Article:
3. Consider a personal loan

For those with credit scores that fall in the "fair" or "good" range, a short-term personal loan through a traditional lender could be much less expensive than a cash advance. Personal loans generally don't require collateral, so you don't have to give the lender the title to your property for approval. You have to fill out an application, but many lenders advertise that they approve and fund loans within 24 hours.

4. Think about starting a side gig

If you feel like you’re constantly struggling to pay your bills, you may be spending too much money — or just not making enough. Finding ways to make a bit of extra money could provide a longer-term answer to your current financial problems.

This solution won't work for everyone, of course. You’ll have to consider your resources and the amount of time you have to devote to another job.

Frequently asked questions

How do online loan apps work?

To use a loan app, you’ll usually need to provide personal information and grant the company permission to access your bank account. Denying certain permissions may restrict your ability to sign up.

Keep in mind that online loan apps may use your data for other purposes. Even if you never initiate a loan through the app, it has access to your information as soon as you grant permission. You can't revoke that access by simply uninstalling the app and clearing your phone's cache — you have to contact the company and request that they purge your details from their servers.

Are cash-advance apps the same as payday lenders?

While cash-advance apps and payday loans may appeal to people in similar situations, they’re not necessarily the same. Some cash-advance apps charge interest (like payday lenders), but many don’t — and those that do may have significantly lower interest rates than what you’ll get with a payday loan.

However, you should still be on guard for abusive lending practices and make sure you can repay any loan you take out. Some consumer advocates group online loan apps and payday loans together because of their high interest rates and fees, and both types of companies could be considered predatory lenders, depending on their APRs.

How much can I borrow through a loan app?

Each loan app sets its own minimum and maximum borrowing limits, which generally range up to about $500. If you need more than a few hundred dollars, consider taking out a personal loan with lower interest and a longer repayment term.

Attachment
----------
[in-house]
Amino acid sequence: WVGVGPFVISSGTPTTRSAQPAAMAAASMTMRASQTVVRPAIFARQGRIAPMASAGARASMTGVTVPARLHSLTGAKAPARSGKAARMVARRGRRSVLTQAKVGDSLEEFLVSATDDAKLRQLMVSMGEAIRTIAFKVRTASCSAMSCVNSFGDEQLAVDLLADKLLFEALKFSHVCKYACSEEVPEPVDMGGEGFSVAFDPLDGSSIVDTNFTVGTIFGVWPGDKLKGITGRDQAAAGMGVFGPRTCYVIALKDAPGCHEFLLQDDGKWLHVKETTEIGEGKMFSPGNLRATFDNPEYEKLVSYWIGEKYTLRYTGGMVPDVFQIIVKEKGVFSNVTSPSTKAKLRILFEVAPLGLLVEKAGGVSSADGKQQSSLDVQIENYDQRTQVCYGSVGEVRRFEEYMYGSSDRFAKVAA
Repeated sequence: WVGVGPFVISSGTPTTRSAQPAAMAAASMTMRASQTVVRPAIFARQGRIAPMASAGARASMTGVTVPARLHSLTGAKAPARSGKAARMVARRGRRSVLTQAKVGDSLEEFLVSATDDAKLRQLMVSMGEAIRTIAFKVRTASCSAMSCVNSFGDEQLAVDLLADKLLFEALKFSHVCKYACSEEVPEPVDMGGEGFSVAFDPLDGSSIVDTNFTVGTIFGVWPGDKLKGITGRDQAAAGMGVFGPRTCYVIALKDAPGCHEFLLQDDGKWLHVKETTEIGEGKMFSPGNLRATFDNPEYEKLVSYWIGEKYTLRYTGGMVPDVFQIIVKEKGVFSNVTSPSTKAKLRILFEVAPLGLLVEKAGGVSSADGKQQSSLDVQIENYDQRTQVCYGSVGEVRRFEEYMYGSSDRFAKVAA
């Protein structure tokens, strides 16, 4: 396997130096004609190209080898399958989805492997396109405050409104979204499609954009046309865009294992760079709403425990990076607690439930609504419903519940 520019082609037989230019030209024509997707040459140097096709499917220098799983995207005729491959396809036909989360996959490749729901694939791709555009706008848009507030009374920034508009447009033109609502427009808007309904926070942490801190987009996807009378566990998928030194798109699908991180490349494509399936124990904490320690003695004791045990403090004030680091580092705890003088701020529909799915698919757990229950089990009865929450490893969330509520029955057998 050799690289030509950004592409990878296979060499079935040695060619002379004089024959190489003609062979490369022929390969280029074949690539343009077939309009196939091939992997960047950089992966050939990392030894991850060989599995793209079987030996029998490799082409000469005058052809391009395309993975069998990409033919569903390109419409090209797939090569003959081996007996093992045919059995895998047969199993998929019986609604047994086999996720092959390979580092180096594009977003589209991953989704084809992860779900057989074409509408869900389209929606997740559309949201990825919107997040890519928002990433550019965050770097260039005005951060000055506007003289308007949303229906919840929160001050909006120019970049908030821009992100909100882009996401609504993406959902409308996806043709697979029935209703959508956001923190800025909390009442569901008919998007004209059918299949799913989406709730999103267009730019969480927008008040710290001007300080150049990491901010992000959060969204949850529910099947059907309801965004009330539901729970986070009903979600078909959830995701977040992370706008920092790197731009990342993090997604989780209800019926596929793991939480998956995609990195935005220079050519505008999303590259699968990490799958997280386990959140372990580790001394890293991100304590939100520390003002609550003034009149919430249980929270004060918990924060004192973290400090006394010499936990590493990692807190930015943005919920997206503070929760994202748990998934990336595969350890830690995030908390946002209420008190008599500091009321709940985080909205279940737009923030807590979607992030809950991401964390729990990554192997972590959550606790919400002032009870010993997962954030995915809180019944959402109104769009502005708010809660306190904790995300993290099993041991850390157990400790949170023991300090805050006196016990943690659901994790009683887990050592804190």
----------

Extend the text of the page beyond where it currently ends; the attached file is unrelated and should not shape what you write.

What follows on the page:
Are there any apps that loan money without direct deposit?

Yes, but these apps are essentially online payday lenders. You still may have to provide copies of your most recent pay stubs, so a steady income might be necessary anyway. If you find an app willing to loan to those without direct deposit, be prepared to pay even higher interest rates and fees than you would with a typical loan app.

Are loan apps safe?

Almost all loan apps require you to share access to your bank account, and you may be required to provide your Social Security number. Many of these apps also require permission to access information stored on your phone, including your contacts, GPS location and other apps you use.

While many loan apps advertise their digital security features and encryption, it’s up to you to decide if you trust a given app with your sensitive data.

Bottom line: What are the best apps that loan money?

The best loan app option for you depends on your situation and your individual needs. Before trying a loan app, take the time to think about your credit situation.

If you can qualify for a low-interest personal loan, you'll often save money on interest and fees. Plus, personal loan lenders often report your payment activity to the credit bureaus, which can help boost your credit score and make it easier for you to access low-cost credit in the future.

With these apps, it's important to remember that the privacy risks and high interest rates might not be worth the short-term financial boost. Many people dealing with ongoing financial problems have issues saving for emergencies and handling unexpected expenses.

Before you start using loan apps regularly, take a close look at your finances. If you regularly spend more than you make, you might want to consider ways to earn more money or cut costs.